Measuring Relationship Strength

B2B revenue leaders rely on making accurate and timely assessments of risk in many areas of the revenue pipeline. Sales forecasts need to be kept accurate and up-to-date. Deal reviews need to focus on the right deals and highlight the right challenges. Account management and customer success teams need to identify accounts at risk of churn and work to save them.

Each of these scenarios, and many more like them, relies on understanding who on your team knows who at the buyer, and, most importantly, how strong that relationship is. If your efforts to forecast aren’t informed by whether your sales person has a relationship with the decision-maker, the forecast will be inaccurate. If your deal reviews lack knowledge of who is deeply involved in the deal, the deal reviews will focus on administrative questions, not deal strategy.

What Is Relationship Strength?

Relationship strength is a concept that makes a lot of intuitive sense. We understand who we have a strong relationship with, who we have a weak relationship with, and who we have no relationship with at all. However, to measure it, we need to look a bit more deeply.

Relationships that are strong are relationships where a lot of communication, especially one-on-one conversations, is taking place now, and has taken place for a reasonable amount of time. To measure relationships, we need to look at a few key factors:

  • How often do the two people interact?
  • Are those interactions one-to-one, or part of a larger group thread?
  • Are the interactions via Email? Phone calls or meetings? Social interactions?
  • Are the interactions “balanced” – ie is there a two-way dialog or mostly one-way?
  • How long has the relationship existed?
  • How much as the relationship strength decayed over time if there’s been no interaction?

All of these factors are quite intuitive, but it quickly becomes clear that just logging activities in a CRM system like Salesforce will not give you this measurement of relationship strength.

How Can Relationship Strength Be Used?

Tracking relationship strength by itself is interesting, but unless it is used to drive business outcomes it won’t drive tremendous value for your business. To drive that value, it needs to be used as a core foundation of the key customer and prospect-facing processes that make your business successful.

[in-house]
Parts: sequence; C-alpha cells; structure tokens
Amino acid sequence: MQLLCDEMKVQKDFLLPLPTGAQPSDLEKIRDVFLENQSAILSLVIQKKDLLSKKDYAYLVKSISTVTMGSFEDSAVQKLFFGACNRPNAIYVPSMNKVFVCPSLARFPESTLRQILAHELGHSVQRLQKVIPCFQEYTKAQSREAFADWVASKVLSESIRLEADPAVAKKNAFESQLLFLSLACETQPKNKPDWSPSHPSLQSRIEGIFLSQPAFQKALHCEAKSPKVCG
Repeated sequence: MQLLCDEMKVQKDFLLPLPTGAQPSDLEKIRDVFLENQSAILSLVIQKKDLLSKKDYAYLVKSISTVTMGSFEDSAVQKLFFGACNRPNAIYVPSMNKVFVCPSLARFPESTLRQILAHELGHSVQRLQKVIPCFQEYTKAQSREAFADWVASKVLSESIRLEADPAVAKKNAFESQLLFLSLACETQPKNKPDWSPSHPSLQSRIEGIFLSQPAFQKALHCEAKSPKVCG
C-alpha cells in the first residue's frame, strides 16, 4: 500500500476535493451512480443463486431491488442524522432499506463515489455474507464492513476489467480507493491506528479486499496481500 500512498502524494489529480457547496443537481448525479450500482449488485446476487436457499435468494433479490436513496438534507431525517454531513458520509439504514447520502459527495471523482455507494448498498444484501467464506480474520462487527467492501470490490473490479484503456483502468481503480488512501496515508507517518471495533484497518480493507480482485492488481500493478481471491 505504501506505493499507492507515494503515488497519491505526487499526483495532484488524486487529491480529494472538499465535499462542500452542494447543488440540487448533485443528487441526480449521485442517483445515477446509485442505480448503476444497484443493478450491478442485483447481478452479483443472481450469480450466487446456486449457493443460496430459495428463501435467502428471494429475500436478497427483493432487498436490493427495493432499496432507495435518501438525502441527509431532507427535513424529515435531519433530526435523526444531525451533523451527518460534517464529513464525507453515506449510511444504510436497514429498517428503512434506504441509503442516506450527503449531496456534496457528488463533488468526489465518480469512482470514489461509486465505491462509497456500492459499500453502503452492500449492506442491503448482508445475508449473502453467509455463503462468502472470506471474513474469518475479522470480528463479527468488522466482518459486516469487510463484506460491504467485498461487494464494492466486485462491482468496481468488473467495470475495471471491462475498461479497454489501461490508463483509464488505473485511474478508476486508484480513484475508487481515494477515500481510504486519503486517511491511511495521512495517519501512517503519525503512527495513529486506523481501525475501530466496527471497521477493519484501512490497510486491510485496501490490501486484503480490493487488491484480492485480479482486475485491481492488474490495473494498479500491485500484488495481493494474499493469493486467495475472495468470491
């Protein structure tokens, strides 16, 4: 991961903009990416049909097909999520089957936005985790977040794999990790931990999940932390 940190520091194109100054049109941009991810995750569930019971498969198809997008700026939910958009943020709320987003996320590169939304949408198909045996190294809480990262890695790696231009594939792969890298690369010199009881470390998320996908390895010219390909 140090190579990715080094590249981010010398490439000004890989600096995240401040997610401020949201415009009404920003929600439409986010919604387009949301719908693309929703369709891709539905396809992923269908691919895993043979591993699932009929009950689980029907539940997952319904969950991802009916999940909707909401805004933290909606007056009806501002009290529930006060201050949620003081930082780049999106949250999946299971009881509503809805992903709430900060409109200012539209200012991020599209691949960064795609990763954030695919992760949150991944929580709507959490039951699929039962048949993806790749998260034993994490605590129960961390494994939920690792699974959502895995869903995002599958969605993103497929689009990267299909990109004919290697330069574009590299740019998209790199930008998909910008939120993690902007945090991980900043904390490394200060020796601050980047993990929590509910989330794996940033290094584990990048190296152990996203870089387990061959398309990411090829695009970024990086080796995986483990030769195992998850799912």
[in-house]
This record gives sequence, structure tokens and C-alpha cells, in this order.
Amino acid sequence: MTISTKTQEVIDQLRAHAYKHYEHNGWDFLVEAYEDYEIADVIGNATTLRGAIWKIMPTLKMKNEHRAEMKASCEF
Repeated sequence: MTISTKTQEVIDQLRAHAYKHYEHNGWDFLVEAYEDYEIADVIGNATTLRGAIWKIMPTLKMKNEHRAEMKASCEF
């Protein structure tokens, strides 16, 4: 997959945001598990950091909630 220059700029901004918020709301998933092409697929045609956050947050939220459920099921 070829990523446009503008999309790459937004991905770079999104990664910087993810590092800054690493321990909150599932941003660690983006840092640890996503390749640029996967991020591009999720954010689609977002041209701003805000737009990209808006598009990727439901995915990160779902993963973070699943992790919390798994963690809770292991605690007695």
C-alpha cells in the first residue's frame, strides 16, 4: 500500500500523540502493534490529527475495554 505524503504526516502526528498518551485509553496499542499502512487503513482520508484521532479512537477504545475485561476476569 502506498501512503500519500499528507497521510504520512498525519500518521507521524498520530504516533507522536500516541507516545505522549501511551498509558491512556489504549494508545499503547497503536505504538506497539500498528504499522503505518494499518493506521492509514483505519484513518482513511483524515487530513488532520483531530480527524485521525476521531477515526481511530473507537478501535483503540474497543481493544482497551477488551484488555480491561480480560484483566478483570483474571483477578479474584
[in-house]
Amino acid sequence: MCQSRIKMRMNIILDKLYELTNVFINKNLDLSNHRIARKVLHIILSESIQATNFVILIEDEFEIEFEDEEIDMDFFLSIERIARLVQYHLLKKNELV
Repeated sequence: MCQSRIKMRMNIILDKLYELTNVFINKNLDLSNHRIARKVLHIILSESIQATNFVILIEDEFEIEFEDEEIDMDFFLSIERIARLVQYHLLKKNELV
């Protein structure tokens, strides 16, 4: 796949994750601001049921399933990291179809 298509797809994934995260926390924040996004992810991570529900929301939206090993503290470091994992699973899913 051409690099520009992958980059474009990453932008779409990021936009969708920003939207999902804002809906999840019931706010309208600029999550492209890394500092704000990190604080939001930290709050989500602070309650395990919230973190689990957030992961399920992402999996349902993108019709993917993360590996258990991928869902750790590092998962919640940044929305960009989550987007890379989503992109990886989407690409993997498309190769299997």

• Deal Review: An objective measurement of relationship strength, and an understanding of who on your team knows who at the buyer, and how well, should be the starting point of any deal review.
  • Sales Forecast: A calculation of relationship strength, and an understanding of who on the buying committee you have relationships with (by job level and functional job role) should inform any attempt to forecast the revenue to be seen from a sales pipeline.
  • Account Management and Customer Success: Existing accounts should be carefully monitored to understand if your team has the right business relationships with both the front-line users of your service, and also the executive sponsors of your project, to ensure you are well positioned for renewal and any expansion opportunities.
  • Past Customer Champions: Being able to understand who has a strong relationship with a past customer champion, and where that person has now taken a job is a crucial first step to leveraging past champions to access new business.

A foundation of any customer or prospect-facing efforts is relationship-building, so a measurement of relationship strength needs to be a foundation of any data effort to support customer or prospect-facing efforts.

Relationship Strength as a Critical CRM Data Point

In most B2B organizations, the CRM system, whether Salesforce or another system, is the central core of customer data. Too often, however, the “relationship” in Customer Relationship Management is missing. Modern revenut organizations, however, have installed relationship intelligence data platforms like Nudge to ensure that every contact within a CRM system has an accurate and up-to-date measurement of who on their team has what strength of relationship with that contact.

CRM systems are often used in a “hub” configuration to move data into other systems such as business intelligence and analytics systems, customer management platforms, deal scoring tools and revenue projection systems. With relationship strength populated and kept up-to-date in real-time, it becomes simple to also have relationship strength populate every customer and prospect-oriented data platform.

Businesses have known for years that any prospect or customer-facing effort ultimately comes down to relationships. However, it has not been possible, until now, to have the data that reflects those relationships available to the systems that model, manage, and predict it. Now, with relationship intelligence platforms like Nudge, it’s simple to have every system that thinks about customers or prospects, be kept aware of how strong your team’s relationships are with that person.